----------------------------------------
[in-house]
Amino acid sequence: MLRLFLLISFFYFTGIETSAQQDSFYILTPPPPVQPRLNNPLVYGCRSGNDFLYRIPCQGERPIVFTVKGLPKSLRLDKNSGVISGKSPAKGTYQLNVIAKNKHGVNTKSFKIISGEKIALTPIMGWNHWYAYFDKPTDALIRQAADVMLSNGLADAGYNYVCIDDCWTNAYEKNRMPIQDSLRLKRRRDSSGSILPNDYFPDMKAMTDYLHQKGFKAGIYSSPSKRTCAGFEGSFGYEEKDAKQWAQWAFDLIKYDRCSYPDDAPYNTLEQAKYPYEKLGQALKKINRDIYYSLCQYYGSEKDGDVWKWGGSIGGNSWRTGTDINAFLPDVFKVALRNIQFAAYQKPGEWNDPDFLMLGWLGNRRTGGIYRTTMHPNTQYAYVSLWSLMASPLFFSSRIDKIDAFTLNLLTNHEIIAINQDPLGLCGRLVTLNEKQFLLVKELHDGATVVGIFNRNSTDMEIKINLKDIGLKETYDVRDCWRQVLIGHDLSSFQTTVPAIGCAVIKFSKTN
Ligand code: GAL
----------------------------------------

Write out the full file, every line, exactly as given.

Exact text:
[in-house]
Amino acid sequence: MLRLFLLISFFYFTGIETSAQQDSFYILTPPPPVQPRLNNPLVYGCRSGNDFLYRIPCQGERPIVFTVKGLPKSLRLDKNSGVISGKSPAKGTYQLNVIAKNKHGVNTKSFKIISGEKIALTPIMGWNHWYAYFDKPTDALIRQAADVMLSNGLADAGYNYVCIDDCWTNAYEKNRMPIQDSLRLKRRRDSSGSILPNDYFPDMKAMTDYLHQKGFKAGIYSSPSKRTCAGFEGSFGYEEKDAKQWAQWAFDLIKYDRCSYPDDAPYNTLEQAKYPYEKLGQALKKINRDIYYSLCQYYGSEKDGDVWKWGGSIGGNSWRTGTDINAFLPDVFKVALRNIQFAAYQKPGEWNDPDFLMLGWLGNRRTGGIYRTTMHPNTQYAYVSLWSLMASPLFFSSRIDKIDAFTLNLLTNHEIIAINQDPLGLCGRLVTLNEKQFLLVKELHDGATVVGIFNRNSTDMEIKINLKDIGLKETYDVRDCWRQVLIGHDLSSFQTTVPAIGCAVIKFSKTN
Ligand code: GAL